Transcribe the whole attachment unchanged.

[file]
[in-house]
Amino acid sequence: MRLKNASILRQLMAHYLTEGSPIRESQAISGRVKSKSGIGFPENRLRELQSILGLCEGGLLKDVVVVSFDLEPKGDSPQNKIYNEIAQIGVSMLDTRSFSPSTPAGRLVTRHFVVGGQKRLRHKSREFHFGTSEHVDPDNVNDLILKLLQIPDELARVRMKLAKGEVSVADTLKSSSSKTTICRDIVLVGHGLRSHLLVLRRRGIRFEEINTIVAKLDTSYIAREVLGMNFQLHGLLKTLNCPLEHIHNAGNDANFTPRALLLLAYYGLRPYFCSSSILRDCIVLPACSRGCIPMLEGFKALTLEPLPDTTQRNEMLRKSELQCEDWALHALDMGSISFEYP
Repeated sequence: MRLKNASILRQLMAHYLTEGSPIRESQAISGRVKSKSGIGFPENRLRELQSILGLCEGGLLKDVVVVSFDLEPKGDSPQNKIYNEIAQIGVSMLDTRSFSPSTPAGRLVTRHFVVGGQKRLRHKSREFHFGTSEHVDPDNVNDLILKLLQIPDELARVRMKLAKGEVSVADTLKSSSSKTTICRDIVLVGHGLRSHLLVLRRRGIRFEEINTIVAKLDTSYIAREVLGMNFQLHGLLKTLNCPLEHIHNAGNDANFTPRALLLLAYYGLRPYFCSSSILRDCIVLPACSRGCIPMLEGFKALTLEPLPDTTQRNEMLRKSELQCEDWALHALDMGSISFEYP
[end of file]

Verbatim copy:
[in-house]
Amino acid sequence: MRLKNASILRQLMAHYLTEGSPIRESQAISGRVKSKSGIGFPENRLRELQSILGLCEGGLLKDVVVVSFDLEPKGDSPQNKIYNEIAQIGVSMLDTRSFSPSTPAGRLVTRHFVVGGQKRLRHKSREFHFGTSEHVDPDNVNDLILKLLQIPDELARVRMKLAKGEVSVADTLKSSSSKTTICRDIVLVGHGLRSHLLVLRRRGIRFEEINTIVAKLDTSYIAREVLGMNFQLHGLLKTLNCPLEHIHNAGNDANFTPRALLLLAYYGLRPYFCSSSILRDCIVLPACSRGCIPMLEGFKALTLEPLPDTTQRNEMLRKSELQCEDWALHALDMGSISFEYP
Repeated sequence: MRLKNASILRQLMAHYLTEGSPIRESQAISGRVKSKSGIGFPENRLRELQSILGLCEGGLLKDVVVVSFDLEPKGDSPQNKIYNEIAQIGVSMLDTRSFSPSTPAGRLVTRHFVVGGQKRLRHKSREFHFGTSEHVDPDNVNDLILKLLQIPDELARVRMKLAKGEVSVADTLKSSSSKTTICRDIVLVGHGLRSHLLVLRRRGIRFEEINTIVAKLDTSYIAREVLGMNFQLHGLLKTLNCPLEHIHNAGNDANFTPRALLLLAYYGLRPYFCSSSILRDCIVLPACSRGCIPMLEGFKALTLEPLPDTTQRNEMLRKSELQCEDWALHALDMGSISFEYP